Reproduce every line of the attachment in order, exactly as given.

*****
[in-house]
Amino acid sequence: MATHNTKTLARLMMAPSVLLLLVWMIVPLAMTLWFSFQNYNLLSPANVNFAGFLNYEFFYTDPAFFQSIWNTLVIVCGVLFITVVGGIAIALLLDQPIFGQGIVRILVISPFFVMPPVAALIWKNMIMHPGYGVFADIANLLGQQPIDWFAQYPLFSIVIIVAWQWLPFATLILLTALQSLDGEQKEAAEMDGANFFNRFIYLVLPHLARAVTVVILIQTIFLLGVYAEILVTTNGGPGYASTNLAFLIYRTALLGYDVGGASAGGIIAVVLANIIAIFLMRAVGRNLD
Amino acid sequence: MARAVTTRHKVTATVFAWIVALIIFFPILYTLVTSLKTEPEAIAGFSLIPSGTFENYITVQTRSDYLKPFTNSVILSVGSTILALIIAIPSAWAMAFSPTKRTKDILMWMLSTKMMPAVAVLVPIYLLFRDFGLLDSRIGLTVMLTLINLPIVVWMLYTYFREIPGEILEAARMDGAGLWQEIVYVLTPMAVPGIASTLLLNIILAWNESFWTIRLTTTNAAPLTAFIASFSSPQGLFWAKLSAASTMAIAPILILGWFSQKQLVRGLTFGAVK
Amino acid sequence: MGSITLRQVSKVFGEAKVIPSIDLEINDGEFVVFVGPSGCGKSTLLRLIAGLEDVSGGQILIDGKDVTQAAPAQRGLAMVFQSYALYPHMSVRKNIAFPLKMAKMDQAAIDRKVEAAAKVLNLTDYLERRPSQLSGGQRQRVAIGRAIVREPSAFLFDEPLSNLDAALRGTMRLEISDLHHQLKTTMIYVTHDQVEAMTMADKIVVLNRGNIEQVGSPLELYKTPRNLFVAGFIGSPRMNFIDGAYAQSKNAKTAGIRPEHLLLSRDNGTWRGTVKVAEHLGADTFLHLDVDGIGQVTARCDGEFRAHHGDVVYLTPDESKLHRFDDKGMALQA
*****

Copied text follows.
[in-house]
Amino acid sequence: MATHNTKTLARLMMAPSVLLLLVWMIVPLAMTLWFSFQNYNLLSPANVNFAGFLNYEFFYTDPAFFQSIWNTLVIVCGVLFITVVGGIAIALLLDQPIFGQGIVRILVISPFFVMPPVAALIWKNMIMHPGYGVFADIANLLGQQPIDWFAQYPLFSIVIIVAWQWLPFATLILLTALQSLDGEQKEAAEMDGANFFNRFIYLVLPHLARAVTVVILIQTIFLLGVYAEILVTTNGGPGYASTNLAFLIYRTALLGYDVGGASAGGIIAVVLANIIAIFLMRAVGRNLD
Amino acid sequence: MARAVTTRHKVTATVFAWIVALIIFFPILYTLVTSLKTEPEAIAGFSLIPSGTFENYITVQTRSDYLKPFTNSVILSVGSTILALIIAIPSAWAMAFSPTKRTKDILMWMLSTKMMPAVAVLVPIYLLFRDFGLLDSRIGLTVMLTLINLPIVVWMLYTYFREIPGEILEAARMDGAGLWQEIVYVLTPMAVPGIASTLLLNIILAWNESFWTIRLTTTNAAPLTAFIASFSSPQGLFWAKLSAASTMAIAPILILGWFSQKQLVRGLTFGAVK
Amino acid sequence: MGSITLRQVSKVFGEAKVIPSIDLEINDGEFVVFVGPSGCGKSTLLRLIAGLEDVSGGQILIDGKDVTQAAPAQRGLAMVFQSYALYPHMSVRKNIAFPLKMAKMDQAAIDRKVEAAAKVLNLTDYLERRPSQLSGGQRQRVAIGRAIVREPSAFLFDEPLSNLDAALRGTMRLEISDLHHQLKTTMIYVTHDQVEAMTMADKIVVLNRGNIEQVGSPLELYKTPRNLFVAGFIGSPRMNFIDGAYAQSKNAKTAGIRPEHLLLSRDNGTWRGTVKVAEHLGADTFLHLDVDGIGQVTARCDGEFRAHHGDVVYLTPDESKLHRFDDKGMALQA